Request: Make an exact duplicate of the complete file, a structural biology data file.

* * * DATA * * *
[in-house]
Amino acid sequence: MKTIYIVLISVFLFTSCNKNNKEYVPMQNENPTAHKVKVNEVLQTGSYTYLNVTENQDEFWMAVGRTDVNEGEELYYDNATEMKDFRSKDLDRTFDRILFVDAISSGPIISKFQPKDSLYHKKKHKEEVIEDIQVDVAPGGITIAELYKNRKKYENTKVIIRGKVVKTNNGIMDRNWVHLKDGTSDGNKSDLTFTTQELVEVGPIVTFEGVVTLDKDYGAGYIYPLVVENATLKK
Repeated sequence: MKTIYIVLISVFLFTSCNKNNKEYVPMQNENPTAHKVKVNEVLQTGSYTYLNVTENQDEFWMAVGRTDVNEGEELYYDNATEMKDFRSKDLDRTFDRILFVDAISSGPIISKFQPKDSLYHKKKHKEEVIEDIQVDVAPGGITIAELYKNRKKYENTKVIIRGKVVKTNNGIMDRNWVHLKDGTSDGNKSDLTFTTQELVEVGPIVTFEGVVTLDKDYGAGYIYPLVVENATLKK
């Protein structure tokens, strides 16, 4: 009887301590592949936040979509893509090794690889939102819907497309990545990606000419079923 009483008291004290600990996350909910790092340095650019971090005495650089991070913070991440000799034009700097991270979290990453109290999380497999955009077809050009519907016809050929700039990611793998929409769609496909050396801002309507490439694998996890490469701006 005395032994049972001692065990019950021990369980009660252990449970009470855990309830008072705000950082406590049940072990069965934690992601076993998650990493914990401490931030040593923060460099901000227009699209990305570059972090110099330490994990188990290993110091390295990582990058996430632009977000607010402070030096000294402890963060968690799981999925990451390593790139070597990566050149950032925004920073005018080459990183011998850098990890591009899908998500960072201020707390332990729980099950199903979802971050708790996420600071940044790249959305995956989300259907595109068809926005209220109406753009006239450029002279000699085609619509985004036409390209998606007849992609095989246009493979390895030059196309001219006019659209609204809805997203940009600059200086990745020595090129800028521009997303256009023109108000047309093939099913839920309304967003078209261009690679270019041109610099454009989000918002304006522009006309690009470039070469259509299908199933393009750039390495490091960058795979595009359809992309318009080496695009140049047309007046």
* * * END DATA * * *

[in-house]
Amino acid sequence: MKTIYIVLISVFLFTSCNKNNKEYVPMQNENPTAHKVKVNEVLQTGSYTYLNVTENQDEFWMAVGRTDVNEGEELYYDNATEMKDFRSKDLDRTFDRILFVDAISSGPIISKFQPKDSLYHKKKHKEEVIEDIQVDVAPGGITIAELYKNRKKYENTKVIIRGKVVKTNNGIMDRNWVHLKDGTSDGNKSDLTFTTQELVEVGPIVTFEGVVTLDKDYGAGYIYPLVVENATLKK
Repeated sequence: MKTIYIVLISVFLFTSCNKNNKEYVPMQNENPTAHKVKVNEVLQTGSYTYLNVTENQDEFWMAVGRTDVNEGEELYYDNATEMKDFRSKDLDRTFDRILFVDAISSGPIISKFQPKDSLYHKKKHKEEVIEDIQVDVAPGGITIAELYKNRKKYENTKVIIRGKVVKTNNGIMDRNWVHLKDGTSDGNKSDLTFTTQELVEVGPIVTFEGVVTLDKDYGAGYIYPLVVENATLKK
């Protein structure tokens, strides 16, 4: 009887301590592949936040979509893509090794690889939102819907497309990545990606000419079923 009483008291004290600990996350909910790092340095650019971090005495650089991070913070991440000799034009700097991270979290990453109290999380497999955009077809050009519907016809050929700039990611793998929409769609496909050396801002309507490439694998996890490469701006 005395032994049972001692065990019950021990369980009660252990449970009470855990309830008072705000950082406590049940072990069965934690992601076993998650990493914990401490931030040593923060460099901000227009699209990305570059972090110099330490994990188990290993110091390295990582990058996430632009977000607010402070030096000294402890963060968690799981999925990451390593790139070597990566050149950032925004920073005018080459990183011998850098990890591009899908998500960072201020707390332990729980099950199903979802971050708790996420600071940044790249959305995956989300259907595109068809926005209220109406753009006239450029002279000699085609619509985004036409390209998606007849992609095989246009493979390895030059196309001219006019659209609204809805997203940009600059200086990745020595090129800028521009997303256009023109108000047309093939099913839920309304967003078209261009690679270019041109610099454009989000918002304006522009006309690009470039070469259509299908199933393009750039390495490091960058795979595009359809992309318009080496695009140049047309007046």